In my way of thinking "working the scene" is in reality working the composition. It can be very easy to become fixated, or locked into, a particular composition. In many ways we, as photographers, are reacting to a scene or subject matter on a subconscious level, and then seek to capture this moment on the sensors of our cameras. Perhaps it is something you have pre visualized, or you feel the composition is so strong that you feel compelled to wait it out for the right light. It is something I have noticed in some of my workshop clients and some are reluctant to make a change. Lets face it we can all get "focus-locked" on a composition. What drew us to the scene in the first place often subjugates our sense of observation. What we perceive as THE composition often narrows our view. But I want to suggest that there may actually be stronger compositions right before your eyes if you only take the time to "work the scene".
But what does this mean exactly? I think it is a process of slowing down and asking yourself what is it about this scene that you find compelling? What drew you to the scene and why did you stop? Take the time to look at all the angles. If possible move in tighter or move back. Get down low or move to a higher position for a different perspective. Walk around your subject and note how the composition as well as the the light changes. Take your camera off of the tripod and use it to quickly take a series of "digital sketches" which can help you see the different possibilities. Explore, experiment, and try to find the essence of the place.
One of the techniques I use is to zoom in on my shot with the Live View Screen. By zooming in and moving around my shot I can often find many more compositions that are achievable by simply changing my position or the focal length of my lenses. Often I will revisit the same location multiple times and under different lighting conditions. The benefit of this is that you begin to learn the rhythms of a place and over time you can begin to see beyond the original compositions and start to find more compelling images to help tell the story of a place.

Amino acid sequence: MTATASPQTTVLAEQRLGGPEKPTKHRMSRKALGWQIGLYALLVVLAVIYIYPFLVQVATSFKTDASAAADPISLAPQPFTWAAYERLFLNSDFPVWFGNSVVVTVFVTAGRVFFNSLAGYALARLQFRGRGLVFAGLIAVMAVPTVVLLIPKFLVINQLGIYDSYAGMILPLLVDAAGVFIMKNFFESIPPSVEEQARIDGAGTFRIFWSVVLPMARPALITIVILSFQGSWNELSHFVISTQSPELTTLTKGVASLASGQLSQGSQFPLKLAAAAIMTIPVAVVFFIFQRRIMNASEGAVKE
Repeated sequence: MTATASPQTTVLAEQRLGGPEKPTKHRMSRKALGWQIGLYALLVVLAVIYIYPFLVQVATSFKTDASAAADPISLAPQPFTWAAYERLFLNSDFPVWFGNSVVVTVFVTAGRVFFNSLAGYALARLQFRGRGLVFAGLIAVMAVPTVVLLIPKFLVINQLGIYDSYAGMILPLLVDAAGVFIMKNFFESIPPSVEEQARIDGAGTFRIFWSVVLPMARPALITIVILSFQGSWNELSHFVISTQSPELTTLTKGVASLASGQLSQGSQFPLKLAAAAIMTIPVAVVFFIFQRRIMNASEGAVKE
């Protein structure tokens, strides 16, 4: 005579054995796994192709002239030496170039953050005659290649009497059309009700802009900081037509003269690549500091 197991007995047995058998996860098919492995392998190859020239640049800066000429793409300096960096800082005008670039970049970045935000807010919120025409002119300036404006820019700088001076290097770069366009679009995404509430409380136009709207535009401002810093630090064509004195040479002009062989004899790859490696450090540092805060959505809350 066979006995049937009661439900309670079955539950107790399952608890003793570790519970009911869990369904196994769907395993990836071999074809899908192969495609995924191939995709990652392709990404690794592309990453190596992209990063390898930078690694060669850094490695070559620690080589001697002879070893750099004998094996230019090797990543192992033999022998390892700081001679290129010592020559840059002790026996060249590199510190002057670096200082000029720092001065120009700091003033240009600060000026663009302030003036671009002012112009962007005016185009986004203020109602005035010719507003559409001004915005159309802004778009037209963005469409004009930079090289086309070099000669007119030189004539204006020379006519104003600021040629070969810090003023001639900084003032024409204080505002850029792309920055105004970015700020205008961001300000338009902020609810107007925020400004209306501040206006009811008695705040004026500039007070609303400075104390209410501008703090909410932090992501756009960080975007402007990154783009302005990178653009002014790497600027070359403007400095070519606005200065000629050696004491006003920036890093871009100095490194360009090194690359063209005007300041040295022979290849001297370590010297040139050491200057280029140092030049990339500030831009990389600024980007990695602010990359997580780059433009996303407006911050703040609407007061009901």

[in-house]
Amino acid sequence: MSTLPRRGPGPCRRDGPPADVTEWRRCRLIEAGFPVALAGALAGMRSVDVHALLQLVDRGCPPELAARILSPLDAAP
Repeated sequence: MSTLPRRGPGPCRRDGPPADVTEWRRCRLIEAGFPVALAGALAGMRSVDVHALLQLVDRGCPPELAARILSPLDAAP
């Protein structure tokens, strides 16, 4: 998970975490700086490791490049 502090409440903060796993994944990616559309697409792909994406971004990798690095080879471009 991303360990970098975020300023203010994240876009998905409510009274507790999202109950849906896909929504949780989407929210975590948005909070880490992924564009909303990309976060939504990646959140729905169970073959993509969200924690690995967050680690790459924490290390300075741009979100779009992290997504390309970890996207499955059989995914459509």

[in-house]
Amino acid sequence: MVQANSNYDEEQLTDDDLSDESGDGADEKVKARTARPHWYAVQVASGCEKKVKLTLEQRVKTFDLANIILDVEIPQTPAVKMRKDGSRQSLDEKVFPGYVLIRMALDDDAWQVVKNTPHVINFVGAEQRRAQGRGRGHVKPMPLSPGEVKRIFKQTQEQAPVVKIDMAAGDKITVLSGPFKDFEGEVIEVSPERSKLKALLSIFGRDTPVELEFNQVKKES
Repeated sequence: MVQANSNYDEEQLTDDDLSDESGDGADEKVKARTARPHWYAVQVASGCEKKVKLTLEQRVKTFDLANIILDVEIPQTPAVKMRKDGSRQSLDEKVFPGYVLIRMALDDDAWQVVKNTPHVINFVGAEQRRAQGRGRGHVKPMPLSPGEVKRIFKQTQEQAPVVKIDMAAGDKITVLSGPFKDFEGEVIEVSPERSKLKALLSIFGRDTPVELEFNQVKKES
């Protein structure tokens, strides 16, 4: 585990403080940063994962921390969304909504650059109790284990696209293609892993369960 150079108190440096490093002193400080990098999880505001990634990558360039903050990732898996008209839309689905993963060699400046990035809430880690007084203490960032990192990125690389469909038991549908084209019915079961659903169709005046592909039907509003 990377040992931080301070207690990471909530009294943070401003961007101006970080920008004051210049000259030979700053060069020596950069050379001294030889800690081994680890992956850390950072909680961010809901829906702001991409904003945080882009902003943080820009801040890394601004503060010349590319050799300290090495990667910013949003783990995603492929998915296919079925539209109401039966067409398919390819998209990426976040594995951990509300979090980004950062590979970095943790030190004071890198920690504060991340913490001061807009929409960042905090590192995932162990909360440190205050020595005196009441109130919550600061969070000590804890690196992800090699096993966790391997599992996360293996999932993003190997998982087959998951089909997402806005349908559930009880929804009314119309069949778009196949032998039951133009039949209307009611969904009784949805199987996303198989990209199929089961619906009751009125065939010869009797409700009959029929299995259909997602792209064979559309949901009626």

The three images in this post were all shot in the same location but at different times and under slightly varied lighting conditions. The opening image essentially sets the stage and visually describes the powerful flow of a spring run-off through a glacial gorge. But by tightening up the compositions by changing the focal length of the lens I was able to isolate additional compositions that help to add more to the story. With each new composition the juxtaposition of the forms, and the balance and symmetry of those forms, change in relation to each other. "Working the scene" allows you to take one scene, or composition, and offer multiple viewpoints that can help you take more compelling and interesting images. RHC